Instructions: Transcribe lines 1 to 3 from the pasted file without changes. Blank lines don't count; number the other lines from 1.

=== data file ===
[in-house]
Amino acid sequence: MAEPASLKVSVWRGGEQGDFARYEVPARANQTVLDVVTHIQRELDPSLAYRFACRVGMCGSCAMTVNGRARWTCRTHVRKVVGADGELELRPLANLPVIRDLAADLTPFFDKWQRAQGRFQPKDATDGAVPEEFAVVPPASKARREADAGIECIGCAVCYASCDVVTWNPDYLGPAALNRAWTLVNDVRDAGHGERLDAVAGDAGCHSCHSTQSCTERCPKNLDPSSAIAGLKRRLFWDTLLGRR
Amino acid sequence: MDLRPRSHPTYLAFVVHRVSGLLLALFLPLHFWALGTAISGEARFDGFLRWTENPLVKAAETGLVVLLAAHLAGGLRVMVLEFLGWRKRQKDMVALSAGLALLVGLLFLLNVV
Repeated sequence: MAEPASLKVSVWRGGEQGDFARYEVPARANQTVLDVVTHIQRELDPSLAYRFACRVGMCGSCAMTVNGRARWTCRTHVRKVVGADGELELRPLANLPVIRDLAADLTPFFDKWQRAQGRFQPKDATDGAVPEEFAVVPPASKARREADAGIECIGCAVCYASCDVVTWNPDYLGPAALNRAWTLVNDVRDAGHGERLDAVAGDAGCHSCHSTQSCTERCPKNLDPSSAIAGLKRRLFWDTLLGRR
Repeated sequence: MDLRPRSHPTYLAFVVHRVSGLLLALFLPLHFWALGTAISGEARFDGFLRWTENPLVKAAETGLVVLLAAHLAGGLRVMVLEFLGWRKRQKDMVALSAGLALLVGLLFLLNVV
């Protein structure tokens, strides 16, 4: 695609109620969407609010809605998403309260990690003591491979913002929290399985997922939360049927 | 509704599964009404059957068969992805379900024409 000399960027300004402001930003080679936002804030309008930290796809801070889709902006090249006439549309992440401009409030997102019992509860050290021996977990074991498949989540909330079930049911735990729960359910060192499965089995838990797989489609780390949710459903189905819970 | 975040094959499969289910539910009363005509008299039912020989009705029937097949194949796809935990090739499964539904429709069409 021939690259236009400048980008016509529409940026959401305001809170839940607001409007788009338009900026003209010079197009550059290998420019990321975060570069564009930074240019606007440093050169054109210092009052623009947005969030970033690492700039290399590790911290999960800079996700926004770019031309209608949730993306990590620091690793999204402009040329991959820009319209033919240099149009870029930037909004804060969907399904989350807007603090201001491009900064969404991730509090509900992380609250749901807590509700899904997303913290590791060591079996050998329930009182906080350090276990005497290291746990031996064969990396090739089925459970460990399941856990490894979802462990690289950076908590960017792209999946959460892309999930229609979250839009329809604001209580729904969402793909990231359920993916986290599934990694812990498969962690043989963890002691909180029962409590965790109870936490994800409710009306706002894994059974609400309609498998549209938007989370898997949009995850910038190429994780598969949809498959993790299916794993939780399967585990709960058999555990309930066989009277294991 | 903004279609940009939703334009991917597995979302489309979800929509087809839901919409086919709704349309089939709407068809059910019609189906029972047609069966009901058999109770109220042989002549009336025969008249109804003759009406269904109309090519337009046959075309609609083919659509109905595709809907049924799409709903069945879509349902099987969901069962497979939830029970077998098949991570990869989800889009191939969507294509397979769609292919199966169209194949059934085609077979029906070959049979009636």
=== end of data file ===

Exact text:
[in-house]
Amino acid sequence: MAEPASLKVSVWRGGEQGDFARYEVPARANQTVLDVVTHIQRELDPSLAYRFACRVGMCGSCAMTVNGRARWTCRTHVRKVVGADGELELRPLANLPVIRDLAADLTPFFDKWQRAQGRFQPKDATDGAVPEEFAVVPPASKARREADAGIECIGCAVCYASCDVVTWNPDYLGPAALNRAWTLVNDVRDAGHGERLDAVAGDAGCHSCHSTQSCTERCPKNLDPSSAIAGLKRRLFWDTLLGRR
Amino acid sequence: MDLRPRSHPTYLAFVVHRVSGLLLALFLPLHFWALGTAISGEARFDGFLRWTENPLVKAAETGLVVLLAAHLAGGLRVMVLEFLGWRKRQKDMVALSAGLALLVGLLFLLNVV